Cyst cells outside the germinal proliferation center do not express gbb, implying that the cessation of proliferation of spermatogonia may be directly linked to the loss of gbb activity. The effects of overexpressing gbb were investigated using nos-GAL4 or the hub and early cyst cell-specific driver patched-GAL4. Surprisingly, none of these drivers yielded a phenotype resembling that produced when dpp or tkv* is overexpressed (Shivdasani, 2003).

This could be because Gbb is a less potent ligand than Dpp or that Gbb is posttranscriptionally regulated. Consistent with these notions are previous observations regarding the relative potency of the two ligands in orchestrating growth and patterning in imaginal discs and the RNA and protein expression patterns of Gbb in wing discs. Alternatively, it is possible that Gbb acts in tandem with another ligand as a heterodimer. In this case, loss of function of Gbb would be sufficient to produce a loss-of-function phenotype, whereas overexpression of Gbb alone may not be sufficient to achieve a gain of function effect (Shivdasani, 2003).

In an interesting parallel, a mouse ortholog of Gbb, BMP8b, has been shown to be required for the survival and proliferation of primordial germ cells in males. However, these studies reported that BMP8b is expressed in the germ line rather than the soma, and it was not established whether BMP8b acts on the germ line in an autocrine manner or indirectly via the soma (Shivdasani, 2003).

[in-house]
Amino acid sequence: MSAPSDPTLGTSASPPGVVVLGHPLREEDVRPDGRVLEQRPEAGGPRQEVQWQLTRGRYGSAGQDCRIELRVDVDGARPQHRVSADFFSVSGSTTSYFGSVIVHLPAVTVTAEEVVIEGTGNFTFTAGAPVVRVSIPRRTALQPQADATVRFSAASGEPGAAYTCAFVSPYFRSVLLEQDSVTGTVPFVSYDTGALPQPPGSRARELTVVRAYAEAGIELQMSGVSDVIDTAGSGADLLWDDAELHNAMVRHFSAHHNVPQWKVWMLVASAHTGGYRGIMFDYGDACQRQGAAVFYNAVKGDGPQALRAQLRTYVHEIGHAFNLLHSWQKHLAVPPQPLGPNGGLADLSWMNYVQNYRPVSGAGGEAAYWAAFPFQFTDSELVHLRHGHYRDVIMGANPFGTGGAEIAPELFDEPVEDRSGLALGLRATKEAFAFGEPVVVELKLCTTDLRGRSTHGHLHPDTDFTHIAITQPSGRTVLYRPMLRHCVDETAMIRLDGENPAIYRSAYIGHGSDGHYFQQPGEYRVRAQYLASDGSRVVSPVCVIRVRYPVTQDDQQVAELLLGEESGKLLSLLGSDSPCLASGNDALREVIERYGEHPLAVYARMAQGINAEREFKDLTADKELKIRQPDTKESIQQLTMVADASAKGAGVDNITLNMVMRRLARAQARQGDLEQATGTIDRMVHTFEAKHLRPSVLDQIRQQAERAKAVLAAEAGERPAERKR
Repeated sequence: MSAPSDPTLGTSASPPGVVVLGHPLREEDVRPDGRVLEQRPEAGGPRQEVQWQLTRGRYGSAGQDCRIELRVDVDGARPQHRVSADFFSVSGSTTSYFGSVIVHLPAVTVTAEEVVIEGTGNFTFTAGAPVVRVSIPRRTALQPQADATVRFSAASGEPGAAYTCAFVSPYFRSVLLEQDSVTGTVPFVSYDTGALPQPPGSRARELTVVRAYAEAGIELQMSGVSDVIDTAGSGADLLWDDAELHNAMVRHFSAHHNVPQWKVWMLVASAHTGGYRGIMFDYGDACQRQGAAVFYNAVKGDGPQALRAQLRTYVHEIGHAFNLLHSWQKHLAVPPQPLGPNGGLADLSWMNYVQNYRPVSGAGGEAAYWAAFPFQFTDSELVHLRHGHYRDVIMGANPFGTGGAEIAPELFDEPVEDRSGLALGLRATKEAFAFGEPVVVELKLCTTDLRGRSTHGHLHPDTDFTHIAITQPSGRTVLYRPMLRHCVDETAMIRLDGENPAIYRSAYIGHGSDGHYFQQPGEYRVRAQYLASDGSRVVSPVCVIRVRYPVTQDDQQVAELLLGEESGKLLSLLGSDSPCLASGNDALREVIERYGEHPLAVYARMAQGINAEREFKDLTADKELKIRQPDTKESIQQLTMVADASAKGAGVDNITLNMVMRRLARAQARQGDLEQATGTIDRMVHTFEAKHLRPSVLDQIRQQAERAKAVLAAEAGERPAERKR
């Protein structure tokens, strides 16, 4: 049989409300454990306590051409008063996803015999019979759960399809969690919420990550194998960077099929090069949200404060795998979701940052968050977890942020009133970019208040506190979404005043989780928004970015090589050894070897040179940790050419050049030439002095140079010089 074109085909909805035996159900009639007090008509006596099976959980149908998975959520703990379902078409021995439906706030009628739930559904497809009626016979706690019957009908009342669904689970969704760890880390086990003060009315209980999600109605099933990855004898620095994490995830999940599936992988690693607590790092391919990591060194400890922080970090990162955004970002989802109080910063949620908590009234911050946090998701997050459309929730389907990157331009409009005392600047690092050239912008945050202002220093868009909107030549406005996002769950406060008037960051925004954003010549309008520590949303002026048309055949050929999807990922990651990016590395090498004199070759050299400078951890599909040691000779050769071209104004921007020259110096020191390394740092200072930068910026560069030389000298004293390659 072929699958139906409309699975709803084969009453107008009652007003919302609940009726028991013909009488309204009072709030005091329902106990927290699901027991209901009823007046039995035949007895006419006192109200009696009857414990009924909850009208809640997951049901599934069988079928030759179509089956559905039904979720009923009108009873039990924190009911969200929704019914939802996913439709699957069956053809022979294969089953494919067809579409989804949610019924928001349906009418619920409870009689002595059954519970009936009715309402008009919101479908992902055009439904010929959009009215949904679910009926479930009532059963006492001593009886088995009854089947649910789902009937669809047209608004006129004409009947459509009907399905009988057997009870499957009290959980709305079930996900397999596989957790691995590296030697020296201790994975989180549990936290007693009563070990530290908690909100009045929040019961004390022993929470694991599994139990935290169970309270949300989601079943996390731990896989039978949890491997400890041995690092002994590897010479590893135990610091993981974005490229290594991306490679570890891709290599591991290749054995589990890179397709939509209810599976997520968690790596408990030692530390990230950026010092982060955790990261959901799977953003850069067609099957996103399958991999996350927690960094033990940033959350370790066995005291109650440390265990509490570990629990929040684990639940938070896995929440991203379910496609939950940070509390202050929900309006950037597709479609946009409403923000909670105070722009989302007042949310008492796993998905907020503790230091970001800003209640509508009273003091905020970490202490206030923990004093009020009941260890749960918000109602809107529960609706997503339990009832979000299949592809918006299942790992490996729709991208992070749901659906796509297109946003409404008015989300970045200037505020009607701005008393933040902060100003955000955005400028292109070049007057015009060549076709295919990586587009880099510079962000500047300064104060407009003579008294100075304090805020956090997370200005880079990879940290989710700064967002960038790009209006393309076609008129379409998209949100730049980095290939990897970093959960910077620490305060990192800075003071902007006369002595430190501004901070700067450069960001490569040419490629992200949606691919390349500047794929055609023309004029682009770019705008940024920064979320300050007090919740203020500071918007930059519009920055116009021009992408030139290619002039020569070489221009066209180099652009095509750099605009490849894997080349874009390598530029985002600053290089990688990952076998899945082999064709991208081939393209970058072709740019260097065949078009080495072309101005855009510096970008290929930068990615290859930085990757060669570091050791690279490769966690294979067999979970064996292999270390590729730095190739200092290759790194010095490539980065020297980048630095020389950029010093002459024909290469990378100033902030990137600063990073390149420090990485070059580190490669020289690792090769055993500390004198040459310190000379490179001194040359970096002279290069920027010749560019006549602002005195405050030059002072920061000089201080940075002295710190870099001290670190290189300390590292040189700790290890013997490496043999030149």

The mechanisms by which Gbb might regulate germ cell proliferation were explored next. One candidate that might interact with the pathway is the bags of marbles (bam) gene since, as with the activation of high-level TGF-β signaling in the male germ line, the loss of bam function is sufficient to induce the overproliferation of spermatogonia-like cells, but not GSCs (Shivdasani, 2003).

It has been reported that cytoplasmic Bam (Bam-C) is expressed in 2- to 16-cell spermatogonia, but not in GSCs, gonialblasts, or spermatocytes. Bam-C levels appear to be highest in late-stage spermatogonia, those farthest away from the apical hub, which are about to cease mitosis and differentiate into spermatocytes. Overexpression of bam using a heat-shock-bam transgene is sufficient to eliminate germ line stem cells in the ovary, but not in the testis. However, since it is not possible to achieve sustained, high-level, targeted overexpression with a heat-shock transgene, this analysis does not exclude a similar activity for Bam in the germ line of both sexes. By driving sustained, high-level overexpression of bam in GSCs and spermatogonia using nos-GAL4, it was found that testes of such animals resemble UAS-dad testes, being dramatically reduced in size, lacking early germ cells, and containing only mature spermatids. These expression and phenotypic data suggest that bam might be required for the differentiation of spermatogonia into spermatocytes. Loss of bam function might forbid differentiation, thereby maintaining spermatogonia in a proliferative state (Shivdasani, 2003).

The similarity between the TGF-β gain of function and bam loss of function phenotypes suggests that TGF-β signaling might act to repress bam activity. Testes were examined in which clones of cells expressing tkv* had been generated; such clones did not express Bam-C even though they overproliferated. It is therefore possible that TGF-β signaling might promote germ cell proliferation by repressing the activity of Bam, thus preventing premature differentiation of GSCs and amplifying spermatogonia, thereby maintaining them in a proliferative state. This possibility was tested by generating germ line clones that lacked both Bam activity and the ability to transduce the TGF-β signal. Such germ cells, doubly mutant for bam and put, behave as bam mutant clones and overproliferate as small cells resembling spermatogonia (Shivdasani, 2003).